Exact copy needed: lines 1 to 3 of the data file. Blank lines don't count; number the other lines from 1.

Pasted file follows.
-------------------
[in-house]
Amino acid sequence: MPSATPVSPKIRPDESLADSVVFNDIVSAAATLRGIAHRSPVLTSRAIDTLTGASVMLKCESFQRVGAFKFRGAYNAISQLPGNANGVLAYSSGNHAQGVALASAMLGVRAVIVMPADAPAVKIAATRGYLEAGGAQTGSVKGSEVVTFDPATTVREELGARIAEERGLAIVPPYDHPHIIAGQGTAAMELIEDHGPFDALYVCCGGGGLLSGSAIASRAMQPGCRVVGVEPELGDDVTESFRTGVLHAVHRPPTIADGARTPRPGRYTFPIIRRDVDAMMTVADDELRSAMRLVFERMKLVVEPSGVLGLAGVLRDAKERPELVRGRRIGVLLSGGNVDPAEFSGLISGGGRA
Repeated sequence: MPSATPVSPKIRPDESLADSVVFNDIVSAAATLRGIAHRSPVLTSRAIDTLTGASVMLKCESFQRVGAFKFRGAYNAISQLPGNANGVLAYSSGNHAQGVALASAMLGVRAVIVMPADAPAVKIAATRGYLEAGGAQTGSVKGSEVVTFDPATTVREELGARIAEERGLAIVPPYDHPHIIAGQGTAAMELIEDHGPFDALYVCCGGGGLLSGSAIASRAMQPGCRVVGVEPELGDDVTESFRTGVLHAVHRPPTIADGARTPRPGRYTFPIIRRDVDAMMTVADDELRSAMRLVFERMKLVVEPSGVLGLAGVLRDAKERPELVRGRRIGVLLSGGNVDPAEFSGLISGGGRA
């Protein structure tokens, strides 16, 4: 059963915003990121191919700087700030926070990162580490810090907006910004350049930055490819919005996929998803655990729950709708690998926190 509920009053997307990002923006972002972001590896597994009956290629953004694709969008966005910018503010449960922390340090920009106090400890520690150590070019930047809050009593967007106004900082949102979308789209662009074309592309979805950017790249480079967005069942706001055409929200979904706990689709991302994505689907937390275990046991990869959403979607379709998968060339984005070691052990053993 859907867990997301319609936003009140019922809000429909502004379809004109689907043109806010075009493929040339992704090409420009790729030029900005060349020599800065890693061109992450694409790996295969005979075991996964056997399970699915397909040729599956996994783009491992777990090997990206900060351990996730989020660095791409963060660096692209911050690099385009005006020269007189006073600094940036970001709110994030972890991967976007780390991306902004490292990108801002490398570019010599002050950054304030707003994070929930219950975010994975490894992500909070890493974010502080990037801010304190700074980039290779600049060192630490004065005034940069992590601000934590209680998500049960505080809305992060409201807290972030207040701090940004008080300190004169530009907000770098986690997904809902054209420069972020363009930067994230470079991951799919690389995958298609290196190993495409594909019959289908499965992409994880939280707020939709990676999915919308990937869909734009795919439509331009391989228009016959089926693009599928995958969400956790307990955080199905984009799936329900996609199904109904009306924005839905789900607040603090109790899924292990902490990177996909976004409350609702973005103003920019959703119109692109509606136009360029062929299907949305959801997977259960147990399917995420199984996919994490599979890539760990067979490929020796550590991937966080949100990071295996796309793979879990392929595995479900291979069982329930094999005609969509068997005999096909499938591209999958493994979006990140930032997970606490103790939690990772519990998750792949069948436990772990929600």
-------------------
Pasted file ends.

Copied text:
[in-house]
Amino acid sequence: MPSATPVSPKIRPDESLADSVVFNDIVSAAATLRGIAHRSPVLTSRAIDTLTGASVMLKCESFQRVGAFKFRGAYNAISQLPGNANGVLAYSSGNHAQGVALASAMLGVRAVIVMPADAPAVKIAATRGYLEAGGAQTGSVKGSEVVTFDPATTVREELGARIAEERGLAIVPPYDHPHIIAGQGTAAMELIEDHGPFDALYVCCGGGGLLSGSAIASRAMQPGCRVVGVEPELGDDVTESFRTGVLHAVHRPPTIADGARTPRPGRYTFPIIRRDVDAMMTVADDELRSAMRLVFERMKLVVEPSGVLGLAGVLRDAKERPELVRGRRIGVLLSGGNVDPAEFSGLISGGGRA
Repeated sequence: MPSATPVSPKIRPDESLADSVVFNDIVSAAATLRGIAHRSPVLTSRAIDTLTGASVMLKCESFQRVGAFKFRGAYNAISQLPGNANGVLAYSSGNHAQGVALASAMLGVRAVIVMPADAPAVKIAATRGYLEAGGAQTGSVKGSEVVTFDPATTVREELGARIAEERGLAIVPPYDHPHIIAGQGTAAMELIEDHGPFDALYVCCGGGGLLSGSAIASRAMQPGCRVVGVEPELGDDVTESFRTGVLHAVHRPPTIADGARTPRPGRYTFPIIRRDVDAMMTVADDELRSAMRLVFERMKLVVEPSGVLGLAGVLRDAKERPELVRGRRIGVLLSGGNVDPAEFSGLISGGGRA